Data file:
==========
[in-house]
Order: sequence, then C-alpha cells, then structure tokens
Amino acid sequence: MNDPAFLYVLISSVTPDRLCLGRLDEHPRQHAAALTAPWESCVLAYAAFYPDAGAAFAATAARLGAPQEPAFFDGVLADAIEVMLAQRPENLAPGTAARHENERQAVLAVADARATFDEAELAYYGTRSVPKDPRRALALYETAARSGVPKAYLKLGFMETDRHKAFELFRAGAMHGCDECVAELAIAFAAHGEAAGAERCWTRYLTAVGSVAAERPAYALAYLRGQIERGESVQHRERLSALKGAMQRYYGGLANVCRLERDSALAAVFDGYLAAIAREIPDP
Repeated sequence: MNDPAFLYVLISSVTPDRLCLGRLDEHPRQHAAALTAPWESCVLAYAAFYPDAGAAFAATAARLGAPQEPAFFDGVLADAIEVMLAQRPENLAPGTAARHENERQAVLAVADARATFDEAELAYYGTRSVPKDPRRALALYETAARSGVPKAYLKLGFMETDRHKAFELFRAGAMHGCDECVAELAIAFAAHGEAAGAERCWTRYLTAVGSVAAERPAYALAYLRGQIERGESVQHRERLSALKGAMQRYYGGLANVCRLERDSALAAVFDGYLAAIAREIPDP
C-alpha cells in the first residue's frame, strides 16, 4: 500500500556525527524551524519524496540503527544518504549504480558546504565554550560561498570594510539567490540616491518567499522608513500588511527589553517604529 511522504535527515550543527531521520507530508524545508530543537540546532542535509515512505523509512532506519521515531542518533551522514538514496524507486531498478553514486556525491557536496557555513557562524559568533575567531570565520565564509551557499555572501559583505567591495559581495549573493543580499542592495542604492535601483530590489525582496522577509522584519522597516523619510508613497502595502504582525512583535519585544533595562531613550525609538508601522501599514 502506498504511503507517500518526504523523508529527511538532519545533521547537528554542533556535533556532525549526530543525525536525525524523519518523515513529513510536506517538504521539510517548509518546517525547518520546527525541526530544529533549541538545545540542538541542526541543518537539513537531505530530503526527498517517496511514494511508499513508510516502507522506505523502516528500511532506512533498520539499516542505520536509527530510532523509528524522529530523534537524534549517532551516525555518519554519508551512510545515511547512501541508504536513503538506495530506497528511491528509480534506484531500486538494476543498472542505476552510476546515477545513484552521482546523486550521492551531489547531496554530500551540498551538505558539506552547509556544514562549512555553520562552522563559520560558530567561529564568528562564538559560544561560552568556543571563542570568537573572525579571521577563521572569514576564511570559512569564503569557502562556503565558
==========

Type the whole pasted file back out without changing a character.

[in-house]
Order: sequence, then C-alpha cells, then structure tokens
Amino acid sequence: MNDPAFLYVLISSVTPDRLCLGRLDEHPRQHAAALTAPWESCVLAYAAFYPDAGAAFAATAARLGAPQEPAFFDGVLADAIEVMLAQRPENLAPGTAARHENERQAVLAVADARATFDEAELAYYGTRSVPKDPRRALALYETAARSGVPKAYLKLGFMETDRHKAFELFRAGAMHGCDECVAELAIAFAAHGEAAGAERCWTRYLTAVGSVAAERPAYALAYLRGQIERGESVQHRERLSALKGAMQRYYGGLANVCRLERDSALAAVFDGYLAAIAREIPDP
Repeated sequence: MNDPAFLYVLISSVTPDRLCLGRLDEHPRQHAAALTAPWESCVLAYAAFYPDAGAAFAATAARLGAPQEPAFFDGVLADAIEVMLAQRPENLAPGTAARHENERQAVLAVADARATFDEAELAYYGTRSVPKDPRRALALYETAARSGVPKAYLKLGFMETDRHKAFELFRAGAMHGCDECVAELAIAFAAHGEAAGAERCWTRYLTAVGSVAAERPAYALAYLRGQIERGESVQHRERLSALKGAMQRYYGGLANVCRLERDSALAAVFDGYLAAIAREIPDP
C-alpha cells in the first residue's frame, strides 16, 4: 500500500556525527524551524519524496540503527544518504549504480558546504565554550560561498570594510539567490540616491518567499522608513500588511527589553517604529 511522504535527515550543527531521520507530508524545508530543537540546532542535509515512505523509512532506519521515531542518533551522514538514496524507486531498478553514486556525491557536496557555513557562524559568533575567531570565520565564509551557499555572501559583505567591495559581495549573493543580499542592495542604492535601483530590489525582496522577509522584519522597516523619510508613497502595502504582525512583535519585544533595562531613550525609538508601522501599514 502506498504511503507517500518526504523523508529527511538532519545533521547537528554542533556535533556532525549526530543525525536525525524523519518523515513529513510536506517538504521539510517548509518546517525547518520546527525541526530544529533549541538545545540542538541542526541543518537539513537531505530530503526527498517517496511514494511508499513508510516502507522506505523502516528500511532506512533498520539499516542505520536509527530510532523509528524522529530523534537524534549517532551516525555518519554519508551512510545515511547512501541508504536513503538506495530506497528511491528509480534506484531500486538494476543498472542505476552510476546515477545513484552521482546523486550521492551531489547531496554530500551540498551538505558539506552547509556544514562549512555553520562552522563559520560558530567561529564568528562564538559560544561560552568556543571563542570568537573572525579571521577563521572569514576564511570559512569564503569557502562556503565558